By Julie Murphree, Arizona Farm Bureau Communication Director: As posted in a recent USDA blog, “All USDA Foods are local to someone.” And, in fact, the use of the word local in food discussions is a constantly shifting definition of terms.
For those of us representing Arizona Farm Bureau, our “local” is all Arizona agriculture. In some ways, our geographic border is clear. But, if you’re an ardent "slow food" foodie, your geographic region might only encompass 250 miles.
It all has value. It all has
Arizona Farm Bureau's mobile-Friendly Fill Your Plate is all about "local" and celebrates our direct-market farmers and ranchers. Today in Arizona the direct market represents .2% of the total value of Arizona agriculture sales.
And, if you want to wrap your arms around some numbers representing the local, direct market (retail) food market in Arizona, we have some for you.
For Arizona Farmer’s Market data, the closest we can get is using USDA’s 2012 Census of Agriculture data of direct sales for human consumption. This includes roadside stands, farmer’s markets, Pick-Your-Own, etc.
The data show that in Arizona only 0.2% of the Total value of Arizona agriculture sales is from direct sales. There were 1,216 farms in Arizona that sold directly for human consumption in 2012 with a total value of $7.96 million. Here’s a brief breakdown of sales.
<$5,000 in sales 1,016 $1.08 million
$5,000 - $50,000 172 $2.70 million
>$50,000 28 $4.19 million
The top 4 counties (below) had 70% of the value of sales.
- Maricopa County 218 $2.04 million
- Pima County 102 $1.32 million
- Cochise County 122 $1.15 million
- Coconino County 115 $1.04 million
Nationally, there were 144,530 farms that sold directly for human consumption valued at $1.31 Billion or 0.3% of total Value of Sales nationally.
In the meantime, for more than 70 years the USDA’s Food Distribution Programs have purchased foods from American farmers that then find their way to children’s lunch trays. Since the signing of the National School Lunch Act in June 1946, USDA Foods have been available to schools nationwide. The programs’ more than 200 offerings span the food groups.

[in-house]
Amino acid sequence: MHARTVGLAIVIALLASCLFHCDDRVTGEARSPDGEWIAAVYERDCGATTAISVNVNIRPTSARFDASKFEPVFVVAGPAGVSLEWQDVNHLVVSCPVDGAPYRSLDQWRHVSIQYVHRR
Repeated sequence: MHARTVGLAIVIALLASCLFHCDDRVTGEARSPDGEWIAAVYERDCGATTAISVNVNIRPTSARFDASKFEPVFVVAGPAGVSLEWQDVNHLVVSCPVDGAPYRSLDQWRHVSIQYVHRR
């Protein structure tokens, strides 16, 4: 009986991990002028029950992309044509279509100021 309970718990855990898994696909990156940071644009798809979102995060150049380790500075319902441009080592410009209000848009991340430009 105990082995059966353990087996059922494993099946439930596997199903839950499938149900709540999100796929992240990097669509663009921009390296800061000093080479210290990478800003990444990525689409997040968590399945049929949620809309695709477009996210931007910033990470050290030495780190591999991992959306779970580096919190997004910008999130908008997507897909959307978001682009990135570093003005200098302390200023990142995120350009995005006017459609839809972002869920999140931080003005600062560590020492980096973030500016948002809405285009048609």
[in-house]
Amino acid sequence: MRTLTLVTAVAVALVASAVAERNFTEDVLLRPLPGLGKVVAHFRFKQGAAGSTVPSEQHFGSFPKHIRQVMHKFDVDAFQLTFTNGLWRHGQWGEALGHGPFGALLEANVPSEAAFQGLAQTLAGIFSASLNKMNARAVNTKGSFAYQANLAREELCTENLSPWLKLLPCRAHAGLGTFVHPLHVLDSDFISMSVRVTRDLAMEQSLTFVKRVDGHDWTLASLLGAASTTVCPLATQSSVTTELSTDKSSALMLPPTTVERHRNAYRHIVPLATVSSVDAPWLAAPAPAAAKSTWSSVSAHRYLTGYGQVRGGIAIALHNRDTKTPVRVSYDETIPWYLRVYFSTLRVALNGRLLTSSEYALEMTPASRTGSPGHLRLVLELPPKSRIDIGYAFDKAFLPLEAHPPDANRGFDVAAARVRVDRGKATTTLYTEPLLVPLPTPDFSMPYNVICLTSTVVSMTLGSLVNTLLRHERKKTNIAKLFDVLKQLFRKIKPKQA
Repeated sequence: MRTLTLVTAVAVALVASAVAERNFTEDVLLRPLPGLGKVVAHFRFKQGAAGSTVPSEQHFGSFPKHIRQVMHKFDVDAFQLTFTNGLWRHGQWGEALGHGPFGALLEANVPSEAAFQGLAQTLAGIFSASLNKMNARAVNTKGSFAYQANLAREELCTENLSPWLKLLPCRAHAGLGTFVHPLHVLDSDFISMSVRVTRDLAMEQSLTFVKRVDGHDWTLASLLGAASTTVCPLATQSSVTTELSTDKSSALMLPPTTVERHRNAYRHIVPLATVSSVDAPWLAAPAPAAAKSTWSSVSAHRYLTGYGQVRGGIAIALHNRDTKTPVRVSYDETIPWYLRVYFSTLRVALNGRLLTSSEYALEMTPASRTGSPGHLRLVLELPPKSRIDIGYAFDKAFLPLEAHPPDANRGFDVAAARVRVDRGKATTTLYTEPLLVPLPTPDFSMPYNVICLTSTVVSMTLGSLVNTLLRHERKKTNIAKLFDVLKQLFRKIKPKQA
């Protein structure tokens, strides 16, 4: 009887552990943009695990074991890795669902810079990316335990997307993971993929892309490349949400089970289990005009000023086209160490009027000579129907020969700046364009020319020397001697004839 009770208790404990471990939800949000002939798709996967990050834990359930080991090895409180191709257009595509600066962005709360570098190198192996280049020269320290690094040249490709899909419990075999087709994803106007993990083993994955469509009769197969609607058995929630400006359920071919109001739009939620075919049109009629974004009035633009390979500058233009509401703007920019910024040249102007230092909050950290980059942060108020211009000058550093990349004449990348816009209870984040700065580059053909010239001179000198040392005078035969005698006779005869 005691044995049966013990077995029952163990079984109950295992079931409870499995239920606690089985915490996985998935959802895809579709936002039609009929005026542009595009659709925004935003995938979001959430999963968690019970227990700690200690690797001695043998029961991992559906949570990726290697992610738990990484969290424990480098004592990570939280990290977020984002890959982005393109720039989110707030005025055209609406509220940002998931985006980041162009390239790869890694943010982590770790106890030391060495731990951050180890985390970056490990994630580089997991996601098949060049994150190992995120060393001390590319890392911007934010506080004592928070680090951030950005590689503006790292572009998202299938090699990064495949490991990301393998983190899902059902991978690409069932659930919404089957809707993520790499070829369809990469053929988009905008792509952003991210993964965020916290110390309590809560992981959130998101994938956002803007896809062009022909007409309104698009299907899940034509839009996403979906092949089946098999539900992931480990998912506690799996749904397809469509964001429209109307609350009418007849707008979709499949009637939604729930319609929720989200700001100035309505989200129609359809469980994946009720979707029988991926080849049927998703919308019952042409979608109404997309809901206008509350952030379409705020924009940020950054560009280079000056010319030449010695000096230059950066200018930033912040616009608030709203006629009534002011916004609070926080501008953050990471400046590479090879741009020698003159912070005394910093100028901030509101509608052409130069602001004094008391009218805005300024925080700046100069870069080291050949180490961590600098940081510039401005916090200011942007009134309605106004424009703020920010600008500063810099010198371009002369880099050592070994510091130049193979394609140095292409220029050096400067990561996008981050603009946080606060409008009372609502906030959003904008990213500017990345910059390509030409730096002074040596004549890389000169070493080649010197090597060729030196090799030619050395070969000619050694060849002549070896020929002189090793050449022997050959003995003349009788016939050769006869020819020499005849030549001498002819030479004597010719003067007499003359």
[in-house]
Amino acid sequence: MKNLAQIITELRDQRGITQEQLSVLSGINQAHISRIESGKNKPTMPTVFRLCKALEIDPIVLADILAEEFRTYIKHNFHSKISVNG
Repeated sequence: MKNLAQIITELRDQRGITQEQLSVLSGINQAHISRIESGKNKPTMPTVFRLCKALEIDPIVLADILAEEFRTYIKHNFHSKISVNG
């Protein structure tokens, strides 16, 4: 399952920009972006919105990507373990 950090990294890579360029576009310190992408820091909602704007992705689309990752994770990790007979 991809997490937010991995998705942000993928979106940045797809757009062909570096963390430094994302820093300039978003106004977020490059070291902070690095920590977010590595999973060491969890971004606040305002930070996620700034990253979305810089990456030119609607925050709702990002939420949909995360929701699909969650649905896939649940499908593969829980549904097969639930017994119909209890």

In fact, the USDA purchases more than 2 billion pounds of food worth nearly $2 billion from American farmers and distributes the food to schools, food banks, Indian Tribal Organizations, disaster feeding organizations, and other charitable institutions and feeding organizations. The programs benefit both ends of the food chain by supporting local agriculture and the economy while also providing a nutrition safety net for vulnerable Americans.
What’s more, each state has specific agriculture food items to sell to the USDA. The USDA’s 2015 State of Origin chart reveals a variety of foods purchased in Arizona. In 2015, Arizona sold 9,255,020 pounds of food to the USDA at a value of $4,289,261. Compare this to California’s 385,622,235 pounds of food at a dollar value of $487,422,392. Granted, California is one of America’s largest agriculture states.
The Arizona Foods Sold to USDA in 2015
- Dried Fruit (pitted plums)
- Orange Juice
- Eggs (I’m sure they were Hickman’s Family Farms eggs)
- Whole grain pasta
- Whole grain macaroni
- Whole grain spaghetti
- Other Pasta (Mainly egg noodle
- Powdered milk
For the United States, local is our country and the USDA appears to be doing a decent job of sourcing for foods in this great country. I contend they could buy a bit more from Arizona.